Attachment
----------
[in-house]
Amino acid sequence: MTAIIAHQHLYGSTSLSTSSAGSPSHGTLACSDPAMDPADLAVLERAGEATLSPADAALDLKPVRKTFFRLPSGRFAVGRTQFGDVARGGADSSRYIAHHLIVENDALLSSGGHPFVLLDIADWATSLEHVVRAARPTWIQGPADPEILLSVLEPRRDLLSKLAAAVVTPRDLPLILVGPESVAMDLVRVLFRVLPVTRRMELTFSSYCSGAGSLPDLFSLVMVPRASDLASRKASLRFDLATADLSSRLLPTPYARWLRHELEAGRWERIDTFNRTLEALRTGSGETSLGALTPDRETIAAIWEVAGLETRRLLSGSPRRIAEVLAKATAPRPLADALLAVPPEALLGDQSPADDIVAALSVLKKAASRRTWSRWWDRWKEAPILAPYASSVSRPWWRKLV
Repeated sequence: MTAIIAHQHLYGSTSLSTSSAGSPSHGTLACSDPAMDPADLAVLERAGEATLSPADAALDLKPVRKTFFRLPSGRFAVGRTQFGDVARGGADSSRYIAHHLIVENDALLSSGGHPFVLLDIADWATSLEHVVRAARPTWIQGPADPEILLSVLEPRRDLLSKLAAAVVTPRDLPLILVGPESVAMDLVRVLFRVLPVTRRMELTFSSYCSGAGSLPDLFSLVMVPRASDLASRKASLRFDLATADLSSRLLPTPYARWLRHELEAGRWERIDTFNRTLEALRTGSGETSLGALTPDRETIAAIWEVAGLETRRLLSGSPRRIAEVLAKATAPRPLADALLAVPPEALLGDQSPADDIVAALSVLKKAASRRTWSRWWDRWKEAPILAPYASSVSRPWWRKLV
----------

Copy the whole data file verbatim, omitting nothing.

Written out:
[in-house]
Amino acid sequence: MTAIIAHQHLYGSTSLSTSSAGSPSHGTLACSDPAMDPADLAVLERAGEATLSPADAALDLKPVRKTFFRLPSGRFAVGRTQFGDVARGGADSSRYIAHHLIVENDALLSSGGHPFVLLDIADWATSLEHVVRAARPTWIQGPADPEILLSVLEPRRDLLSKLAAAVVTPRDLPLILVGPESVAMDLVRVLFRVLPVTRRMELTFSSYCSGAGSLPDLFSLVMVPRASDLASRKASLRFDLATADLSSRLLPTPYARWLRHELEAGRWERIDTFNRTLEALRTGSGETSLGALTPDRETIAAIWEVAGLETRRLLSGSPRRIAEVLAKATAPRPLADALLAVPPEALLGDQSPADDIVAALSVLKKAASRRTWSRWWDRWKEAPILAPYASSVSRPWWRKLV
Repeated sequence: MTAIIAHQHLYGSTSLSTSSAGSPSHGTLACSDPAMDPADLAVLERAGEATLSPADAALDLKPVRKTFFRLPSGRFAVGRTQFGDVARGGADSSRYIAHHLIVENDALLSSGGHPFVLLDIADWATSLEHVVRAARPTWIQGPADPEILLSVLEPRRDLLSKLAAAVVTPRDLPLILVGPESVAMDLVRVLFRVLPVTRRMELTFSSYCSGAGSLPDLFSLVMVPRASDLASRKASLRFDLATADLSSRLLPTPYARWLRHELEAGRWERIDTFNRTLEALRTGSGETSLGALTPDRETIAAIWEVAGLETRRLLSGSPRRIAEVLAKATAPRPLADALLAVPPEALLGDQSPADDIVAALSVLKKAASRRTWSRWWDRWKEAPILAPYASSVSRPWWRKLV